Deployment automation is critical to practicing effective DevOps. Without deployment automation, releases still require a lot of manual steps and processes. Processes and steps that aren’t reliably repeatable, are prone to human errors, and can’t be handled consistently with high frequency.
However, the software best practices can’t simply be grafted onto database deployments. Unlike software code, a database isn’t just a collection of files. You can’t simply copy a database among your different development, testing, and production environments. Deploying a database also presents a greater business risk since it holds your most valued asset – your data.
In order to capitalize on DevOp automation advantages for databases and to promote database changes safely and quickly, all the particular components of a database; its tables, functions, and content, need to be protected.
Any successful DevOps database automation solution must be capable of intelligently dealing with conflicts and merges of code and cross updates from other teams. The solution must be able to ignore wrong code overrides and give the user ultimate control over which changes and merges are pushed out.
In order to achieve these goals a DevOps for the database solution must be able to conduct a three-way analysis on the source (that is, the object after the development work is done), the original (or “baseline”) state, and the target (or “Production”) environment, identifying the differences among these three states. Team members, gaining full knowledge of the complete scope of the project from the analysis, can review the results and options the solution presents to resolve any discrepancies. The user selects what action, if any, should be taken on the database. The solution then automatically generates the scripts to execute the chosen actions.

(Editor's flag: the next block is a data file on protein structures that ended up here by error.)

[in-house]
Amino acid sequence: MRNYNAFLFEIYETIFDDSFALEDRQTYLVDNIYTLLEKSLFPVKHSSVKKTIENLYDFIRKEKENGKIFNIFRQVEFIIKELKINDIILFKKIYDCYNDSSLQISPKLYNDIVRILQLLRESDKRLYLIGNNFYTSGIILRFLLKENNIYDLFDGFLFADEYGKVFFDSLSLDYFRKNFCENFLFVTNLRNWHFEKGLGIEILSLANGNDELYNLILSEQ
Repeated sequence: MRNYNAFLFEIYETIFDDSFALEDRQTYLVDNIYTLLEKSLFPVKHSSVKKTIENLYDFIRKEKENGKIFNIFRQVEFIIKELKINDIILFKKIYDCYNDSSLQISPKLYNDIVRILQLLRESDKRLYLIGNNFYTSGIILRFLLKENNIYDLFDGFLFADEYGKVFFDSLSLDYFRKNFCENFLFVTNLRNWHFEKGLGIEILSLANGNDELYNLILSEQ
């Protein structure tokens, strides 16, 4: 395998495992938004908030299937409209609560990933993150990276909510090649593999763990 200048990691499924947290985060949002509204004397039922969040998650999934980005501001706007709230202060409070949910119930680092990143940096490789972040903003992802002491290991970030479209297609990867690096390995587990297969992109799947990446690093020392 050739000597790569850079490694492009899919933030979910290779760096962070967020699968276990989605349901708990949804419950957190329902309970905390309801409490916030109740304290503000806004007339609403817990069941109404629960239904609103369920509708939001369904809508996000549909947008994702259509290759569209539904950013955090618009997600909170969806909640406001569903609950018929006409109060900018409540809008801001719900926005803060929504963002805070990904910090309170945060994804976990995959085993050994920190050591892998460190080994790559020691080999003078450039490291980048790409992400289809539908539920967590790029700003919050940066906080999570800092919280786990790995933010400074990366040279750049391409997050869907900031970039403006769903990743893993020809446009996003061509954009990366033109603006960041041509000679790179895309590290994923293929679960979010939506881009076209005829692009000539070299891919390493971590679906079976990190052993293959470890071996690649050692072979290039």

In this way, the solution uses automated three-way analysis and automatic script generation to eliminate both the potential for human error in manual script writing, and the potential for technological error in automated object overrides.
Reaping the Rewards
Implementing a solution that encompasses all these automation features to meet the particular challenges of database deployments, would enable a company to practice a DevOps approach to effective database automation and realize the following benefits:
· Reduced deployment costs through streamlining of development process management
· Minimizing deployment risks by enforcing change policy and best practices, and configuration management and consistency
· Improving responsiveness to customers and market needs with speedier roll-outs of task-based development updates
· Enhancing cross-team communication with clear audit trails and transparency regarding work done on objects and the state of different environments
Can you afford to be without it?
About The Author ⁄ Yaniv Yehuda, CTO, DBmaestro
Yaniv is the Co-Founder and CTO of DBmaestro, the leading provider of DevOps for Database solutions which enable control of database development and deployment. Yaniv is also the Co-Founder and the head of development for the Extreme group, a leading IT services solutions provider group.